- POSTED: 19 Aug 2014 19:47
Some online reports are questioning if the 5-cent coin is still relevant after netizens complained they had experienced retailers and other businesses refusing to accept the tiny coins.
SINGAPORE: Under the Monetary Authority of Singapore (MAS) Currency Act, merchants have to accept payments of five-cent coins up to a value of S$2. However, for merchants who see five-cent coins as a hassle, they are allowed to refuse accepting them, provided that a notice is displayed to explain their policy. Without such a notice, five-cent coins have to be accepted.
A visit to Shunfu Mart found that while some stall owners are not receptive of the five-cent coins, they still grudgingly accept them. Mr Bibi Mohamad, the owner of Wak Limah Store at the food centre said he will only accept it if only a couple of coins are used. “But if there are too many, for instance - S$2.50 worth of five-cent coins, then I will not accept it during peak hours. It is wasting my time and other customers are waiting,” he said.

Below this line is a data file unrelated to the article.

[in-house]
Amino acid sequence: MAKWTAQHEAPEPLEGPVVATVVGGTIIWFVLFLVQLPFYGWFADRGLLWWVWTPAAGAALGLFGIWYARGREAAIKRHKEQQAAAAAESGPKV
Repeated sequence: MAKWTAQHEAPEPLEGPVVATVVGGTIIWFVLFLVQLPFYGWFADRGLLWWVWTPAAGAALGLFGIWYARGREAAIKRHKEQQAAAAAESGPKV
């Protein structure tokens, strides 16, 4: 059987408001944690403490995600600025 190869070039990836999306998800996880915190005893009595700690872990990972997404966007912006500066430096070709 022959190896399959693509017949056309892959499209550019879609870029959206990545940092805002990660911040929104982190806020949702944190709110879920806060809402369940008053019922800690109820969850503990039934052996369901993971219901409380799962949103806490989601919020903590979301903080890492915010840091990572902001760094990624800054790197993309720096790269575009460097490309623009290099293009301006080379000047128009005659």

Another vendor Chai Lip Kai, who sells dry goods at Shunfu Mart agreed: “If I were to take the coins and change it for other customers, they would not want to take them.” Stalls like Chocolat N' Spice put up a sign of not accepting five-cent coins, citing bank charges as the reason.
However, MP for Chua Chu Kang GRC Zaqy Mohamad said five-cent coins are still relevant to some businesses, and advised retailers who do not want to accept five-cent coins to prominently display notices at their premises.
"Retailers should put up notices for whatever reason they do not want to accept five-cent coins because the legal tender for five-cent coins goes up to S$2,” he said. “Retailers also need to consider customer satisfaction, because customers also need to pay for goods and they may have coins to offload. It is just a service that you are providing."
MAS said the frequency of using five-cent coins would be considered in deciding whether to withdraw them from circulation.